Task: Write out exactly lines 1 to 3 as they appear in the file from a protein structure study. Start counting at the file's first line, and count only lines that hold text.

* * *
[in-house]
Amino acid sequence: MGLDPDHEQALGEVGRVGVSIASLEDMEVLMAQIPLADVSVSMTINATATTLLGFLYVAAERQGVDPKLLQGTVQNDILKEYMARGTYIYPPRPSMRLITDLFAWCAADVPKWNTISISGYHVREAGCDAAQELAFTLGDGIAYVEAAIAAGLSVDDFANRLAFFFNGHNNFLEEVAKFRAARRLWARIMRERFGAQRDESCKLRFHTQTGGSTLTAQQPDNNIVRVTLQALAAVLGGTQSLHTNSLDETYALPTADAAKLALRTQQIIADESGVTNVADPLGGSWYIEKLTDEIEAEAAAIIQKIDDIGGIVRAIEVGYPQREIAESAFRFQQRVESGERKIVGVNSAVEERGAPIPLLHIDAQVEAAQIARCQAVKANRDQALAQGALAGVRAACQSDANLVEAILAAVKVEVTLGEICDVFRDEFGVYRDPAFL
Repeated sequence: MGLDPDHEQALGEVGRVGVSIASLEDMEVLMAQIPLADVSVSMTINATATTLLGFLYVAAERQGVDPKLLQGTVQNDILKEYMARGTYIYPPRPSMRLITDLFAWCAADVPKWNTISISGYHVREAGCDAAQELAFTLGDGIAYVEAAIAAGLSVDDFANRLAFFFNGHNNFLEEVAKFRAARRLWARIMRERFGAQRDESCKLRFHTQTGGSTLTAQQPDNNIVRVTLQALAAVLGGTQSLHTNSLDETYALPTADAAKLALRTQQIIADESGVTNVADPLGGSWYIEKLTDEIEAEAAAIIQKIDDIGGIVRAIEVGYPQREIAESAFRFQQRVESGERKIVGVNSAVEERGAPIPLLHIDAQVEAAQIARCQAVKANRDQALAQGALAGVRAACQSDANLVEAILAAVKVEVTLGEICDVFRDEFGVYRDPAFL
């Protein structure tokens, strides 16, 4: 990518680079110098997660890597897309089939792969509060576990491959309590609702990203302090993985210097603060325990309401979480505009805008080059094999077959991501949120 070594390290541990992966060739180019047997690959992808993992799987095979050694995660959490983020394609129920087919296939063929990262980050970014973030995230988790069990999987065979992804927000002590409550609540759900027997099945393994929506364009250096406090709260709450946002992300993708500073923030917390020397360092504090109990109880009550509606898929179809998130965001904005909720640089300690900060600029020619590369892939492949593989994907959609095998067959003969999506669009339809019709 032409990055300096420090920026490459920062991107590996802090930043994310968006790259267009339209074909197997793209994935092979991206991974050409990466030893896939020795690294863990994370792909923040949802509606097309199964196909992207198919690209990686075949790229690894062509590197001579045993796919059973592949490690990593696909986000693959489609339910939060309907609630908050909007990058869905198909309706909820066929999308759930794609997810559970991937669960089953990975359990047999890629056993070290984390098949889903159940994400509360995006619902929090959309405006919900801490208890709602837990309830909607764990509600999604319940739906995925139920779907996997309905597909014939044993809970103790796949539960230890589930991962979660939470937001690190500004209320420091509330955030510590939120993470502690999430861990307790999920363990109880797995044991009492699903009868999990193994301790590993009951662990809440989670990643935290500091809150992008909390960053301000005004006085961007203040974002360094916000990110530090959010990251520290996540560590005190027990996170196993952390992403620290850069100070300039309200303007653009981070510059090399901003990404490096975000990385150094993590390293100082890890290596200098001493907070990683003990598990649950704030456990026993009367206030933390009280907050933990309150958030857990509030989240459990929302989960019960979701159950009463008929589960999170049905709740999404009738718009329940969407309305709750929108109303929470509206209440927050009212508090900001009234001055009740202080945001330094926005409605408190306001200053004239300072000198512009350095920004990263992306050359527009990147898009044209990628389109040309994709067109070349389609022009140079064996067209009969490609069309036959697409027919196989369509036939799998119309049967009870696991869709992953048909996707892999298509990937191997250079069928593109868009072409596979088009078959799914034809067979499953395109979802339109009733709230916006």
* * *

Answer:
[in-house]
Amino acid sequence: MGLDPDHEQALGEVGRVGVSIASLEDMEVLMAQIPLADVSVSMTINATATTLLGFLYVAAERQGVDPKLLQGTVQNDILKEYMARGTYIYPPRPSMRLITDLFAWCAADVPKWNTISISGYHVREAGCDAAQELAFTLGDGIAYVEAAIAAGLSVDDFANRLAFFFNGHNNFLEEVAKFRAARRLWARIMRERFGAQRDESCKLRFHTQTGGSTLTAQQPDNNIVRVTLQALAAVLGGTQSLHTNSLDETYALPTADAAKLALRTQQIIADESGVTNVADPLGGSWYIEKLTDEIEAEAAAIIQKIDDIGGIVRAIEVGYPQREIAESAFRFQQRVESGERKIVGVNSAVEERGAPIPLLHIDAQVEAAQIARCQAVKANRDQALAQGALAGVRAACQSDANLVEAILAAVKVEVTLGEICDVFRDEFGVYRDPAFL
Repeated sequence: MGLDPDHEQALGEVGRVGVSIASLEDMEVLMAQIPLADVSVSMTINATATTLLGFLYVAAERQGVDPKLLQGTVQNDILKEYMARGTYIYPPRPSMRLITDLFAWCAADVPKWNTISISGYHVREAGCDAAQELAFTLGDGIAYVEAAIAAGLSVDDFANRLAFFFNGHNNFLEEVAKFRAARRLWARIMRERFGAQRDESCKLRFHTQTGGSTLTAQQPDNNIVRVTLQALAAVLGGTQSLHTNSLDETYALPTADAAKLALRTQQIIADESGVTNVADPLGGSWYIEKLTDEIEAEAAAIIQKIDDIGGIVRAIEVGYPQREIAESAFRFQQRVESGERKIVGVNSAVEERGAPIPLLHIDAQVEAAQIARCQAVKANRDQALAQGALAGVRAACQSDANLVEAILAAVKVEVTLGEICDVFRDEFGVYRDPAFL